Celebrating its 21st year in business, learning solutions provider Sangari South Africa says highlights of the year include the launch of the F1 in Schools and the Land Rover 4×4 competitions as well as launch of the Life Sciences Lab at Sci-Bono.
Bez Sangari, founder and CEO of Sangari South Africa, says one of the company’s dreams is to provide free STEM (science, technology, engineering and mathematics) education to help uplift individuals and schools who struggle with these subjects.
“We realised a long time ago that teachers do not have the time or capacity to develop lessons using these new technologies. So to help, we developed curriculum-based lessons covering maths and science for high schools. Sangari is now finishing the similar systems for primary schools,” he said.
The recently launched Sangari Life Sciences Lab at Sci-Bono provides an opportunity for learners to carry out experiments in a ‘hands-on’ fashion, providing a more exciting and memorable experience. “Through the use of the kits, learners are able to set up experiments quickly, observe experiment results safely and come to scientific conclusions in a practical way,” said Mr Sangari.
The Lab comprises five components: small-scale science kits, digital science experiment technology, the Sangari iBox with its comprehensive science content and WLAN-connected tablets.
The aim of the ‘Land Rover 4X4 in Schools Technology Challenge’ is for learners to form teams and design and build a radio-controlled 4-wheel-drive (4X4) vehicle, based on set specifications to compete on a 4X4 obstacle course. The F1 in Schools Challenge has similar objectives around teams designing a model F1 racing car. The South African winners in both competitions will represent South Africa at the world championships next year.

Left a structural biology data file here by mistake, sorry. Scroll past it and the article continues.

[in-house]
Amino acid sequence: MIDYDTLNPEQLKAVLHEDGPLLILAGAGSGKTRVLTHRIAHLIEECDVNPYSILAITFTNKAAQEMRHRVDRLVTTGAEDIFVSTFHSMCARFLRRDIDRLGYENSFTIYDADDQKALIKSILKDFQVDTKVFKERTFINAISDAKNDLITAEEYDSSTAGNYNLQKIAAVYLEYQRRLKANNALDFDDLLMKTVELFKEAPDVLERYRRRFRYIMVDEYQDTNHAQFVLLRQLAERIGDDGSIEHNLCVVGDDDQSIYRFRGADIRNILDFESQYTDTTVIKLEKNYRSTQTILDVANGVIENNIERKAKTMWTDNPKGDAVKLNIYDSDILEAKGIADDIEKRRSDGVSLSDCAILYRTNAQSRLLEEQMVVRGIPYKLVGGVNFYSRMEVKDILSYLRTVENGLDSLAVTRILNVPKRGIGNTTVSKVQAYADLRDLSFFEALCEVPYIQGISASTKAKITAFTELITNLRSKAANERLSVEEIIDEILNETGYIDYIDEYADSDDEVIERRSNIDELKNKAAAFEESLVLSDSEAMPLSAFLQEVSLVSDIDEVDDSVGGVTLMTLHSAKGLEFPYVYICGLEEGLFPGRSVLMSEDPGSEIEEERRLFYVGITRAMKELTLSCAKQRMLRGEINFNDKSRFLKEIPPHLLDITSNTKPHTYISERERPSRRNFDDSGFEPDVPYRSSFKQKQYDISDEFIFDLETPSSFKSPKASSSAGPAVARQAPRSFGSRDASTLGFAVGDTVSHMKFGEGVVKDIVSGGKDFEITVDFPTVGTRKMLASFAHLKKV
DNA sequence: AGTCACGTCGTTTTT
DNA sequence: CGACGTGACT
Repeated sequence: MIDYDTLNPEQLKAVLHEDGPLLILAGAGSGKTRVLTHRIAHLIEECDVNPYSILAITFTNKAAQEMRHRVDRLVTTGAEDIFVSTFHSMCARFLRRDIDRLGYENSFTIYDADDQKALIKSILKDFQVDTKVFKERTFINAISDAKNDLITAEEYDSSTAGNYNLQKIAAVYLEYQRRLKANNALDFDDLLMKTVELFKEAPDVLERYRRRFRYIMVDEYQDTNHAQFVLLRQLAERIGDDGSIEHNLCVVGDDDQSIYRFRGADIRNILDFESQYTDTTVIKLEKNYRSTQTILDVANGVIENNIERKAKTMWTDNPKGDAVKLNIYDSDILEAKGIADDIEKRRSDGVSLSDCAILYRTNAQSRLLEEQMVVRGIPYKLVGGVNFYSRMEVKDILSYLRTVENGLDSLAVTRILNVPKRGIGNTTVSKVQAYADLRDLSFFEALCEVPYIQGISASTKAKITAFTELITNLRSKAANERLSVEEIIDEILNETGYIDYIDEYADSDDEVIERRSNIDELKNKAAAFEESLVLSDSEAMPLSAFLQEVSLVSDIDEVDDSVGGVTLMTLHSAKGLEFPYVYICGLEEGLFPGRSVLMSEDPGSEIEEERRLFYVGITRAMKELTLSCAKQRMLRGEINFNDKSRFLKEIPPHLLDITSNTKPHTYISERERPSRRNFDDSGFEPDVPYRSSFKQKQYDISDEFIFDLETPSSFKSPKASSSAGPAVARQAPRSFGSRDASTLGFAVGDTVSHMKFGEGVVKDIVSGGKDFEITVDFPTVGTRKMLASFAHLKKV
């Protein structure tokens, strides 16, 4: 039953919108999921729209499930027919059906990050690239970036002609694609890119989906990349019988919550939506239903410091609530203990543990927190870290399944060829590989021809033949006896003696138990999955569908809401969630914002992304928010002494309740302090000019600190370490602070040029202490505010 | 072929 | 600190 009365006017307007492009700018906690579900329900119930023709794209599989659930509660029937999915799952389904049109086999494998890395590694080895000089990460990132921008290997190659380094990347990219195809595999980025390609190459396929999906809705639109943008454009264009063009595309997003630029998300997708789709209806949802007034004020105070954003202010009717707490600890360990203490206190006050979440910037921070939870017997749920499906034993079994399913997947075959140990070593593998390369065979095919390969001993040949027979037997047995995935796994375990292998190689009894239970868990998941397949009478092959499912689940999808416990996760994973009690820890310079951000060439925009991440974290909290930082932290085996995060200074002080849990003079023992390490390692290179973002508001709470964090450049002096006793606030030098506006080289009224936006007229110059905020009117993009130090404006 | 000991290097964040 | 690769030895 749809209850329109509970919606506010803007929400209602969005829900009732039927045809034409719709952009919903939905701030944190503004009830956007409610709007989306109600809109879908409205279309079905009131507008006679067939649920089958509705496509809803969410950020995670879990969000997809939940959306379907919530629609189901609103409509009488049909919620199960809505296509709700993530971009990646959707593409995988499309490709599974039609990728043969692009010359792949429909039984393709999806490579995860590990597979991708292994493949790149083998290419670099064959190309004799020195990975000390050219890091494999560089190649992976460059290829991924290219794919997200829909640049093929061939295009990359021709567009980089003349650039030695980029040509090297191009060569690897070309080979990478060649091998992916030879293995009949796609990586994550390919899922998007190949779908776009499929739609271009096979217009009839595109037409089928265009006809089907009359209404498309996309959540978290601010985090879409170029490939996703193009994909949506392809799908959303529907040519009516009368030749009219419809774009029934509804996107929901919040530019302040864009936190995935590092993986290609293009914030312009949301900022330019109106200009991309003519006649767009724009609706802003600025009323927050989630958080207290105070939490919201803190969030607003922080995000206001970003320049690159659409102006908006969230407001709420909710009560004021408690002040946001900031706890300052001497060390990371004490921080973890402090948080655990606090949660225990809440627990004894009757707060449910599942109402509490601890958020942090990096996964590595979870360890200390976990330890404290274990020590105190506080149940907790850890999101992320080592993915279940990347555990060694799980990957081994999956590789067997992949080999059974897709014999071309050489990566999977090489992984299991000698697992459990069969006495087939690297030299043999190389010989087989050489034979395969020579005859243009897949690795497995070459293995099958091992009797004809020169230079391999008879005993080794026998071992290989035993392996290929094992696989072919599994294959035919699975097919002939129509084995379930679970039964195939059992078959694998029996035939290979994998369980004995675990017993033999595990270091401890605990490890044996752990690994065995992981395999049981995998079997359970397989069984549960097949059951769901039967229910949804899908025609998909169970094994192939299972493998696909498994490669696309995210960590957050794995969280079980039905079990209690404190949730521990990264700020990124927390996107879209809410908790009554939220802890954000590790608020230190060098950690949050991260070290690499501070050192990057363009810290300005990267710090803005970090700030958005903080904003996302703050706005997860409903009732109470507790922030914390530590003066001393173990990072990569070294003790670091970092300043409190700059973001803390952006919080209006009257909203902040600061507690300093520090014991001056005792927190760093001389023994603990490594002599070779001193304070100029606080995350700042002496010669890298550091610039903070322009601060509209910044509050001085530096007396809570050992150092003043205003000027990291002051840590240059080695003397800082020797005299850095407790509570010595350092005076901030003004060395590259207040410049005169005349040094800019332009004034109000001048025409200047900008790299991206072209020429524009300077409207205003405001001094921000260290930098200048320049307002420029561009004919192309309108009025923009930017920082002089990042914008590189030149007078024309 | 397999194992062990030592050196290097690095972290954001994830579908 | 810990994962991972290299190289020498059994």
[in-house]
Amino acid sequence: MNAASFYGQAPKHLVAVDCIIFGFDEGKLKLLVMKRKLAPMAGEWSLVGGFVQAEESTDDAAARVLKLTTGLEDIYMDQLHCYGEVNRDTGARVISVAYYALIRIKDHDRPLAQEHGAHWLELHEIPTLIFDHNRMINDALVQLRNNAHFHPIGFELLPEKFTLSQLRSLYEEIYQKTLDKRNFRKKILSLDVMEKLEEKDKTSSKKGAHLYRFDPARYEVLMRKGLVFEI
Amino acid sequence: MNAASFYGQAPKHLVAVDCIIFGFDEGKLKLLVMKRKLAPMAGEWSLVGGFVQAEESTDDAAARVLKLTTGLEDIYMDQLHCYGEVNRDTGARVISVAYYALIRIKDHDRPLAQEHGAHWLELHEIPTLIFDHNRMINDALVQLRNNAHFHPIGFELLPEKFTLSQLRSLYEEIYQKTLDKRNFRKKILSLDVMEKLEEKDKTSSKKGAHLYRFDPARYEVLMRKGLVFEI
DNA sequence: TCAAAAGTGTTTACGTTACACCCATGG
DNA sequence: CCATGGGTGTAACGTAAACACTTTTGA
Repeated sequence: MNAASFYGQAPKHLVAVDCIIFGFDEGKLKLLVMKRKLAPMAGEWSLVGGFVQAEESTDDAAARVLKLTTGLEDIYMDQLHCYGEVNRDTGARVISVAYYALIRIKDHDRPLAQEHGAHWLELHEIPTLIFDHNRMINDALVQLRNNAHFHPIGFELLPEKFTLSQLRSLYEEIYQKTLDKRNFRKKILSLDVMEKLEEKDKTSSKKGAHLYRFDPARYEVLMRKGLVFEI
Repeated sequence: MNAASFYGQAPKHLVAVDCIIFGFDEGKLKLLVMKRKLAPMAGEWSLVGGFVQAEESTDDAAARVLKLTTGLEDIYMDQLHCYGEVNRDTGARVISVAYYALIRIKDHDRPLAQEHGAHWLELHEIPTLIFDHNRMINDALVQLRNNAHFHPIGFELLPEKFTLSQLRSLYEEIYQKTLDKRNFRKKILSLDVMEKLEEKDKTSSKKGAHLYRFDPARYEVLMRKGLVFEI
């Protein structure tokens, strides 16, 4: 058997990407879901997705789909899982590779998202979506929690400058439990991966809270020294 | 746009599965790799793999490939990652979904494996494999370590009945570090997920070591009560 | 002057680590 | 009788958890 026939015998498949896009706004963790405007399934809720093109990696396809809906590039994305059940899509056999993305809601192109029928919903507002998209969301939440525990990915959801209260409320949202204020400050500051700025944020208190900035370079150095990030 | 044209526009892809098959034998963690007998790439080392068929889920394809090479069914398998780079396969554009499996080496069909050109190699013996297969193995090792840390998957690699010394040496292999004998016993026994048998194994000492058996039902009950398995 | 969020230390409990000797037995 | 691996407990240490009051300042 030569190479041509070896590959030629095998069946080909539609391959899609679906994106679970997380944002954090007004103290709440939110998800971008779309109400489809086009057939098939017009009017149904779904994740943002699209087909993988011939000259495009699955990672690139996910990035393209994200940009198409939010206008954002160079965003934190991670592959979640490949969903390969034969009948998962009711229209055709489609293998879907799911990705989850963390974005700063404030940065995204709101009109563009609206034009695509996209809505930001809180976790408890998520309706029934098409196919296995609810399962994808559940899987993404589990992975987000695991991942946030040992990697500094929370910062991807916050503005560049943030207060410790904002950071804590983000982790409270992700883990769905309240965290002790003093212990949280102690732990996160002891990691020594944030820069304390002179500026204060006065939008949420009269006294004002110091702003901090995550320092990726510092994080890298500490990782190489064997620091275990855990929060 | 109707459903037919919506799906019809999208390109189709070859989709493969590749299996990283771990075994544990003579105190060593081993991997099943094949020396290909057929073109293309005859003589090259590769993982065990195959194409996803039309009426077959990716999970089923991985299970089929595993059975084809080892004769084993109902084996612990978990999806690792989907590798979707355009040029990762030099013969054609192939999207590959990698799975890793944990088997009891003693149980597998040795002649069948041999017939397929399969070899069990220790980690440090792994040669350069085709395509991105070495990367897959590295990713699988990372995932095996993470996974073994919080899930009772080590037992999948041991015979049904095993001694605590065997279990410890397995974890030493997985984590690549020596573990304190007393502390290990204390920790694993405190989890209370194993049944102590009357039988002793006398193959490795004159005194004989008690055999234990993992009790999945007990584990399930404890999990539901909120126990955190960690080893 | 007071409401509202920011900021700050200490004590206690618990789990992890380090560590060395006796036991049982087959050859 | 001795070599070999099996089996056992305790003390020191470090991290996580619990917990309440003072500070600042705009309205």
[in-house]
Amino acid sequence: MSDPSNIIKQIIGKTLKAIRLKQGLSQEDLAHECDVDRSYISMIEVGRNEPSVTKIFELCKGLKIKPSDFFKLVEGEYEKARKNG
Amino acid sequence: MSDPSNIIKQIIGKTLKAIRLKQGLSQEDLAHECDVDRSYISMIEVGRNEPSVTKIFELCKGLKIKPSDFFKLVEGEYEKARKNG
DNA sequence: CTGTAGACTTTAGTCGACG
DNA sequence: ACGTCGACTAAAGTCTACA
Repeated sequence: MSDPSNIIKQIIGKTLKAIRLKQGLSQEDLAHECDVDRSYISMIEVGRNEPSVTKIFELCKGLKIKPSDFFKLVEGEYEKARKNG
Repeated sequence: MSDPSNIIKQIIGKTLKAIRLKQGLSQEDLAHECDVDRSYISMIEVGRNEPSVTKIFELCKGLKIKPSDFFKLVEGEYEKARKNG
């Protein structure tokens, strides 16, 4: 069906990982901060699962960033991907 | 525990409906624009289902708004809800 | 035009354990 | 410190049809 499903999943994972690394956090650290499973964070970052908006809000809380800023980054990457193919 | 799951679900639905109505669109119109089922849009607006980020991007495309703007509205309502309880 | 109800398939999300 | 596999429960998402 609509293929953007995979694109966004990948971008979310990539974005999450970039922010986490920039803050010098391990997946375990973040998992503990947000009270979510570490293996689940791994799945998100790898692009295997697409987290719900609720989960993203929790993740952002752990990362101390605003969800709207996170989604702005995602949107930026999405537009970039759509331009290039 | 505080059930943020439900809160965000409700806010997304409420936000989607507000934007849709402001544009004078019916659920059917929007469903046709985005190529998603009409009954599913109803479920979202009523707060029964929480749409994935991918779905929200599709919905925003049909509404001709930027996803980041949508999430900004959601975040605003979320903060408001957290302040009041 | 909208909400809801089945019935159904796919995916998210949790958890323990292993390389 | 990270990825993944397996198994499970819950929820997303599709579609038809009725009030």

“Because our company’s primary business is STEM education, we are looking to partner with organisations to contribute financially to worthwhile projects as CSI partners. Today, smart technology is being adopted into schools, however we find that most of the schools do not have the software required to make this smart technology productive. It’s like having a car but no petrol. We pride ourselves in managing impactful CSI initiatives with measurable results,” said Mr Sangari.
Sangari already provides free curriculum-aligned content, painstakingly structured according to grade, subject, term, and week, with its iBox for schools, having spent millions of rand on the development of the software.
“The impact of the content has been exceptional and we have received praise from teachers, principals and education departments. This has given birth to the idea of changing the content into a student-friendly format and providing it on a Learner Management System, which can be used in schools or from home, where the learner has internet access,” he said.